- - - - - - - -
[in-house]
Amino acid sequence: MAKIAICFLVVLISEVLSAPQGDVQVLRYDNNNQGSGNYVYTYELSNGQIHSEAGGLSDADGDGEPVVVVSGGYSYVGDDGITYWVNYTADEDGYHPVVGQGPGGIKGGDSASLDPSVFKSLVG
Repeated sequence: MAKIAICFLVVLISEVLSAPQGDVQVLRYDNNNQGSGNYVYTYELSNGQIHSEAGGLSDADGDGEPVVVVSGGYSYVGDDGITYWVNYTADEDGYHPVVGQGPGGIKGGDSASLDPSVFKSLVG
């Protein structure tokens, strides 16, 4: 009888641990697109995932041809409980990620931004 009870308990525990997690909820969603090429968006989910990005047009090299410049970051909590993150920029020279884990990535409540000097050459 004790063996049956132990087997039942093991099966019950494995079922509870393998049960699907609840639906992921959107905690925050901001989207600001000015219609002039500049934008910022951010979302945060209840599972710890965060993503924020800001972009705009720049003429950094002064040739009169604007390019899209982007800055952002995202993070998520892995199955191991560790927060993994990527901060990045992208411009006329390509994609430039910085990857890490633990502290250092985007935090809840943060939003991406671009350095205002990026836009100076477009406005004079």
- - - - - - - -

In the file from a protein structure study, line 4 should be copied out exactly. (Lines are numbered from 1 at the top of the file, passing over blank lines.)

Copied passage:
């Protein structure tokens, strides 16, 4: 009888641990697109995932041809409980990620931004 009870308990525990997690909820969603090429968006989910990005047009090299410049970051909590993150920029020279884990990535409540000097050459 004790063996049956132990087997039942093991099966019950494995079922509870393998049960699907609840639906992921959107905690925050901001989207600001000015219609002039500049934008910022951010979302945060209840599972710890965060993503924020800001972009705009720049003429950094002064040739009169604007390019899209982007800055952002995202993070998520892995199955191991560790927060993994990527901060990045992208411009006329390509994609430039910085990857890490633990502290250092985007935090809840943060939003991406671009350095205002990026836009100076477009406005004079």